When it comes to running a business, there’s no such thing as being too small for insurance to be cost-effective. Still, the cost-efficiency of the insurance is incredibly difficult to calculate. First of all, it’s one of those investments you hope you’ll never get the chance to capitalize on. For instance, even with the insurance on your corporate vehicle, while it‘s in repair, you’ll undergo an expensive turnover, possibly even have to resort to using your employees’ private vehicles while reimbursing them for the fuel. On the other hand, not having the insurance can cause so many problems you don’t even want to think about. That said, here are five types of insurance that every small business should have.
Business vehicle insurance
Seeing as how this is the example we used in the introduction, it’s only natural that we start with business vehicle insurance. Some believe that their personal auto policy may be enough to cover business use; however, this is only true in some specific situations. In case of serious injury, a personal insurance policy might not cut it. Before you apply for business vehicle insurance, you also need to know which vehicles are covered by this insurance. Here, you have not only all the cars your business owns, but also all vehicles that your company hires or leases covered. As for privately owned vehicles used for business, most policies tend to cover them, as well.
Product liability insurance
Those who are not in the service, but in the retail industry, need to make sure to get the best product liability insurance they possibly can. The purpose of this insurance is to cover any potential damage caused by your products. The mistake that some companies make is believing that a disclaimer is powerful enough to cover them from the legal standpoint, yet this is not always the case. Injuries caused by the equipment supplied by you, damage caused by software downloaded from your site and any illness caused by the nutrients (food, supplements or vitamins) bought from you are covered by this insurance.
General liability insurance
Another thing you should understand is the fact that your product liability insurance does cover a narrow niche and a limited array of situations. This is why you might want to look more closely at general liability insurance policies like those offered by companies such as Youi NZ. This keeps you covered not only in a scenario where your product causes damage, but even in a situation where the damage is done by your employee. When combined with so-called error and omissions insurance (in a case where you offer professional advice or recommendations), you can create a holistic system which keeps your business out of the harm’s way.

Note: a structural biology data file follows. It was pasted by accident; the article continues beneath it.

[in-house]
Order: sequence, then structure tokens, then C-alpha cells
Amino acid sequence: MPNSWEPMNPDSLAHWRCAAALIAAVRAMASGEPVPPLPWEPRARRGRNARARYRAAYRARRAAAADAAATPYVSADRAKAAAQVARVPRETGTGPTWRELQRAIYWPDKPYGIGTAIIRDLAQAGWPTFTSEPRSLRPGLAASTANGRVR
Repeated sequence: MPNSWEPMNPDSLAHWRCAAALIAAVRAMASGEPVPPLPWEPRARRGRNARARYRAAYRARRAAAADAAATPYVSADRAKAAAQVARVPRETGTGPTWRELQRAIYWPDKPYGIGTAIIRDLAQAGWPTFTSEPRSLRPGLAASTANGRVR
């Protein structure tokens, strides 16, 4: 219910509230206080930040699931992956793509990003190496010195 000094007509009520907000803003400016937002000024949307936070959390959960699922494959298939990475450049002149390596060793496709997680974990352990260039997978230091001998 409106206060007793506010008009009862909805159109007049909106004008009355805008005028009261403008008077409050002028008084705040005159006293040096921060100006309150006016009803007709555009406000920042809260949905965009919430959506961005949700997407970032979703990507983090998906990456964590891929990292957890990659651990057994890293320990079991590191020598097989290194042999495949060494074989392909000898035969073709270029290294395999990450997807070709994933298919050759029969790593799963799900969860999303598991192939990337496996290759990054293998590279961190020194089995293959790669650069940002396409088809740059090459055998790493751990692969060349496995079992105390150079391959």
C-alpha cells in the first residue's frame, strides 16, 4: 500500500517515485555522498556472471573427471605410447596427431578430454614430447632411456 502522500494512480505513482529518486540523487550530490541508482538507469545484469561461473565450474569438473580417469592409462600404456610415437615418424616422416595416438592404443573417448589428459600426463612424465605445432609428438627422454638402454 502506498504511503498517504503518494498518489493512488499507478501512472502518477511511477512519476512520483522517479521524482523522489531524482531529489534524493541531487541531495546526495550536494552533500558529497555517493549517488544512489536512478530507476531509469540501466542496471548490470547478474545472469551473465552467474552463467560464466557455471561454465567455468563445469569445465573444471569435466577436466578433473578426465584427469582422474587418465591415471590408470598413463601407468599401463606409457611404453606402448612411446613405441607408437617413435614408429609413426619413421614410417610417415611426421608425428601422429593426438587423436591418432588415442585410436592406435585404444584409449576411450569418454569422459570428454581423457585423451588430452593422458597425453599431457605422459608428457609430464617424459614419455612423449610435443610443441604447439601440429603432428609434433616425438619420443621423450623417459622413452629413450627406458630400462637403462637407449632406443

There is a misconception that property insurance is something that’s only needed in areas where hurricanes, floods and earthquakes are a common occurrence. On the other hand, people who believe or even quote this fact tend to forget that in most cases, fires caused by an installation error are still the main cause of commercial property damage. The financial damage caused by such property loss just between years 2009 and 2011 amounted to about $2.6 billion, which is a staggering figure, even though they represent only 6 percent of all reported fires and 3 percent of all fire deaths. The reason behind this lies in the fact that, on average, most company headquarters tend to be better prepared for such eventuality. This, nevertheless, doesn’t mean that it’s something to be avoided.
Workers’ compensation insurance
Finally, you need to keep in mind that your employee retention and fair treatment directly depend on the efficiency of your workers’ compensation policy. Nevertheless, while workers’ compensation insurance is a fairly regular thing even with small businesses, the biggest mistake happens when it comes to the issue of independent contractors. Since this group doesn’t need to be covered by workers’ compensation insurance, a lot of small business owners see a gray area they can exploit. This is what makes them believe that they can dodge this responsibility by simply claiming that an injured employee was an independent contractor.
While there are some other honorable mentions that you should consider getting insurance for, the above-listed five should be the bare minimum even for the smallest of enterprises. Ironically, only when you try to avoid getting these policies do you discover just how common these hazardous occurrences are in the business world.